MARCUS HARDY, Warden,
Case No. 13-cv-1014
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Tuesday, 30 July, 2013 11:37:33 AM
Clerk, U.S. District Court, ILCD
UNITED STATES DISTRICT COURT
CENTRAL DISTRICT OF ILLINOIS
O R D E R & O P I N I O N
This matter is before the Court on Petitioner Charles Howard’s Petition for
Writ of Habeas Corpus (Doc. 1) and Respondent Marcus Hardy’s Motion to Dismiss
Habeas Petition (Doc. 16). Petitioner has filed a Response to the Motion (Doc. 18).
For the following reasons, Respondent’s Motion to Dismiss is granted, and
Petitioner’s Petition for Writ of Habeas Corpus is dismissed.
Petitioner was convicted of armed robbery in January 1996. 1 (Doc. 16-1 at 3).
In February 1996, the trial court sentenced Petitioner to a term of life in prison.
(Doc. 16-1 at 4). Petitioner appealed, arguing that his right to a speedy trial had
been violated, and that his counsel was ineffective. (Doc. 16-2 at 4). The state
appellate court affirmed the trial court’s decision on June 30, 1997. (Doc. 16-2 at 4).
Petitioner did not appeal that decision to the highest state court. (Doc. 1 at 2).
In his Petition, Petitioner lists his conviction date as April 21, 1995. (Doc.
1 at 1). Petitioner apparently confused the date of his conviction in Illinois with
that of a separate conviction in Michigan, which was in April 1995. (See Doc. 16-
2 at 1-3).
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Petitioner had previously been convicted of a separate crime in Michigan in 1995,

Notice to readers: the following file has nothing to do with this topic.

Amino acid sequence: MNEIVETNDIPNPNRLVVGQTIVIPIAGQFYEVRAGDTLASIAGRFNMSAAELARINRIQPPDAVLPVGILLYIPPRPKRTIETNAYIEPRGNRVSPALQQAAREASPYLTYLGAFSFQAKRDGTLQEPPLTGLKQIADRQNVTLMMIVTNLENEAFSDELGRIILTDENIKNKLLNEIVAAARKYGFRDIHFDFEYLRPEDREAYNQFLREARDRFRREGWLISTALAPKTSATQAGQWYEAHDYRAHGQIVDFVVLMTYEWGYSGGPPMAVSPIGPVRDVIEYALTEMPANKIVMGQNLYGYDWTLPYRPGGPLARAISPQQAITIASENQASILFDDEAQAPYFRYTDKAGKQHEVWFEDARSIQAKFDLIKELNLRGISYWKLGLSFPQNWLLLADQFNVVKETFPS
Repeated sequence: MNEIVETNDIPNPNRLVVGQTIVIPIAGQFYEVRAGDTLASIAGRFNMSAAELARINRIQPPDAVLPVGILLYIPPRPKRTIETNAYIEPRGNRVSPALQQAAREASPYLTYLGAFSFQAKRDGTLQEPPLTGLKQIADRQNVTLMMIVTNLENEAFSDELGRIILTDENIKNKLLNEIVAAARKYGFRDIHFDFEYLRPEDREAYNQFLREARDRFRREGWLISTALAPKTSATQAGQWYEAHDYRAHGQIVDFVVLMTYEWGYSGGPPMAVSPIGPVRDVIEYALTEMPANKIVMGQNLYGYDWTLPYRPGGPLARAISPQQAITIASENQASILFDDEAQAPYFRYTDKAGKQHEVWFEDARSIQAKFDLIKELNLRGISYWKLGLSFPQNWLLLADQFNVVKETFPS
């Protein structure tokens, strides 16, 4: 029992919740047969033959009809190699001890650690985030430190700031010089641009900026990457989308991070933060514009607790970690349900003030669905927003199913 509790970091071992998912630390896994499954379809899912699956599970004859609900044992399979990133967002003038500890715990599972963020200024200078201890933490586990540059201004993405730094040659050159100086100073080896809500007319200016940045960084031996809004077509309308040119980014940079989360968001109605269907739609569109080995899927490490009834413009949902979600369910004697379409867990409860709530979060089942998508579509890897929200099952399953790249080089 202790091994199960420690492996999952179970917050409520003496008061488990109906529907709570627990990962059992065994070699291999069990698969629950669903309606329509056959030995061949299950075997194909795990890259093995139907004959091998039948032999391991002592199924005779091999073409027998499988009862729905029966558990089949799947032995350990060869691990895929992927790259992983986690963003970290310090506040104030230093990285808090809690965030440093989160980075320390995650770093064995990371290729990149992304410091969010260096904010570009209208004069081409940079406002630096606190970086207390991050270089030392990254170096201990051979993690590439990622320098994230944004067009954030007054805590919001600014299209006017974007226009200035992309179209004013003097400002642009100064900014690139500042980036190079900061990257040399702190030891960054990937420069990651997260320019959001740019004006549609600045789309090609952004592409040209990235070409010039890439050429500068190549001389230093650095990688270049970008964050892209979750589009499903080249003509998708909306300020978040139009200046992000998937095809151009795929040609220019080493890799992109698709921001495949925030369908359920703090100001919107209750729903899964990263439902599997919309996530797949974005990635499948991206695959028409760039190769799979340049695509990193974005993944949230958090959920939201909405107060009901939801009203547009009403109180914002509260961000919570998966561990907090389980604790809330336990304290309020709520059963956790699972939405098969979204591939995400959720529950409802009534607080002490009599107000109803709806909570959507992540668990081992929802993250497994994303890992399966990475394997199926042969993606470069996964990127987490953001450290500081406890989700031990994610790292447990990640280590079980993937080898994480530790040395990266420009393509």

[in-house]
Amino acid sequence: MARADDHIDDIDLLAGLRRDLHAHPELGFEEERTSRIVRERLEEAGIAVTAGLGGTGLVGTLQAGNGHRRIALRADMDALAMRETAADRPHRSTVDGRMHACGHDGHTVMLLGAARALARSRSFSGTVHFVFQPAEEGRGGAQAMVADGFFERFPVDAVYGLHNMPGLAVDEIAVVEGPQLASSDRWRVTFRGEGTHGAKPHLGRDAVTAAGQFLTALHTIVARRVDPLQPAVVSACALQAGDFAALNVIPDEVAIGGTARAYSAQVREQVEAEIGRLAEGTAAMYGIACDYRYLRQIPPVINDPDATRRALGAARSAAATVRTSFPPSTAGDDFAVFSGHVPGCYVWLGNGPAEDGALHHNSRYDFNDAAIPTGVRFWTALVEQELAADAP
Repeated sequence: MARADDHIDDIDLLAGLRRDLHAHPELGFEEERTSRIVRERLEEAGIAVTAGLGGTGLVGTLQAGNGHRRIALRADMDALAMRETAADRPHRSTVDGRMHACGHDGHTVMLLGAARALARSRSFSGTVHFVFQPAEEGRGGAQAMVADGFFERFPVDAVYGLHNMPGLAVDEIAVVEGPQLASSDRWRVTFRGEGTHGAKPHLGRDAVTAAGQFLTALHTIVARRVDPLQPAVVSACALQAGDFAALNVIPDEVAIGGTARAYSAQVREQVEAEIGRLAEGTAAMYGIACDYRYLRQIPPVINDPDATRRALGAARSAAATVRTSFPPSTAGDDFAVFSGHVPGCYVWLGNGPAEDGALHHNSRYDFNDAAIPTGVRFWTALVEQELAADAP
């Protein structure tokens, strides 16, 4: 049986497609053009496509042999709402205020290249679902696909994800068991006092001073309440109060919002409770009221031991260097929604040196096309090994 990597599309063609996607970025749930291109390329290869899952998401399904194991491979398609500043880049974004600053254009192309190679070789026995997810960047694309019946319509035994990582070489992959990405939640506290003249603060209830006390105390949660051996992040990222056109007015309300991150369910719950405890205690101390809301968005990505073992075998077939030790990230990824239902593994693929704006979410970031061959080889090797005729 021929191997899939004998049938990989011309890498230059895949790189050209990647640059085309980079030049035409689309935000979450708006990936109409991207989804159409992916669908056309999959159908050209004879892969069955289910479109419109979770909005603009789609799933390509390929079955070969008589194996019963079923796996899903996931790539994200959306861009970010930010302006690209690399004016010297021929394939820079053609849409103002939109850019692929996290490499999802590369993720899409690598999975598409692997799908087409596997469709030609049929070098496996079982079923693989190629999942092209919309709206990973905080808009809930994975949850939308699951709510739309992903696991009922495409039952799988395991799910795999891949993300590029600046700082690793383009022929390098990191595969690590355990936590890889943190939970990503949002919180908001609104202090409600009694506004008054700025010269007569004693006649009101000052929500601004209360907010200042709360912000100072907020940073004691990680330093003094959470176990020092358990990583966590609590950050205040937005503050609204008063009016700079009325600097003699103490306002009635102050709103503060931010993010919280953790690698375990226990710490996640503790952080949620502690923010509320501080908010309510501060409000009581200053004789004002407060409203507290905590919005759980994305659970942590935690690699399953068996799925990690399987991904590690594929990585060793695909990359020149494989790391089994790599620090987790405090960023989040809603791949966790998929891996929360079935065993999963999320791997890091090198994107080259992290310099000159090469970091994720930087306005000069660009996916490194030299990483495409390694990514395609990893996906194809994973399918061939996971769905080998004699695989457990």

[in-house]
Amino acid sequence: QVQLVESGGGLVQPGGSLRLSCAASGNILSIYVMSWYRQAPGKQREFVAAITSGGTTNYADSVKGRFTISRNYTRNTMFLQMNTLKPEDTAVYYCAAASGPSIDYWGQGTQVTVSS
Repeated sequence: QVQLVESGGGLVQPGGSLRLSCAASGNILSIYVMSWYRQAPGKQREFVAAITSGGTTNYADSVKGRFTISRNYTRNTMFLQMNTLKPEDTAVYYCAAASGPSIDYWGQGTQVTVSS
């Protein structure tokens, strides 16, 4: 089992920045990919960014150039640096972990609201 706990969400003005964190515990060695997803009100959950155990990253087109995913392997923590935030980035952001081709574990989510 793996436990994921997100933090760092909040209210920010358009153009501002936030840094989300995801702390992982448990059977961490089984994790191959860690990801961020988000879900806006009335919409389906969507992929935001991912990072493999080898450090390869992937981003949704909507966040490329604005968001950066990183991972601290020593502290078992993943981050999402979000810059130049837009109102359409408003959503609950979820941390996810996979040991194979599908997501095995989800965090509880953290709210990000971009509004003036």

and was serving a sentence of ten to twenty years in a Michigan prison. (Doc. 16-2
at 1). Therefore, at the time Petitioner was charged in Illinois, he was in the custody
of the state of Michigan, and was only temporarily in Illinois for the court
proceedings related to his Illinois charges. (Doc. 16-2 at 2-3). Following Petitioner’s
conviction in Illinois, Petitioner returned to Michigan to carry out his ten to twenty
year sentence there. It was not until 2006 that Petitioner was released from prison
in Michigan. Petitioner’s incarceration in Illinois began March 2, 2006. (Doc. 18 at
In December 2009, approximately twelve years following the state appellate
court’s decision, Petitioner filed a petition for postconviction relief. (Doc. 16-2 at 4).
The trial court dismissed Petitioner’s postconviction petition on February 8, 2010,
finding his claims lacked merit and were frivolous, and that Petitioner “failed to
state the gist of a constitutional claim.” (Doc. 16-2 at 5). On September 16, 2011, the
state appellate court affirmed the dismissal. (Doc. 16-2 at 1). Petitioner then filed a
Petition for Leave to Appeal (“PLA”) to the Illinois Supreme Court, which was
denied on January 25, 2012. People v. Howard, 963 N.E.2d 248 (Table) (Ill. 2012).
On December 19, 2012, Petitioner filed the instant Petition for Writ of
Habeas Corpus by a Person in State Custody, raising four claims. (Doc. 1 at 1, 5-9).
First, Petitioner argues that his right to a speedy trial was violated because more
than 180 days passed between Petitioner’s indictment and his trial. (Doc. 1 at 5-7).
Second, Petitioner argues that his counsel was ineffective, and thus violated his
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Sixth and Fourteenth Amendment rights by: 1) failing to communicate with
Petitioner and review discovery materials with him; 2) failing to properly cross-
examine or impeach state witnesses; 3) failure to raise the speedy trial issue to the
trial court; 4) failing to argue that the line up in which Petitioner was identified was
improper; and 5) not being present during the lineup. (Doc. 1 at 5). Third, Petitioner
argues that his sentence is void because he was improperly classified as a habitual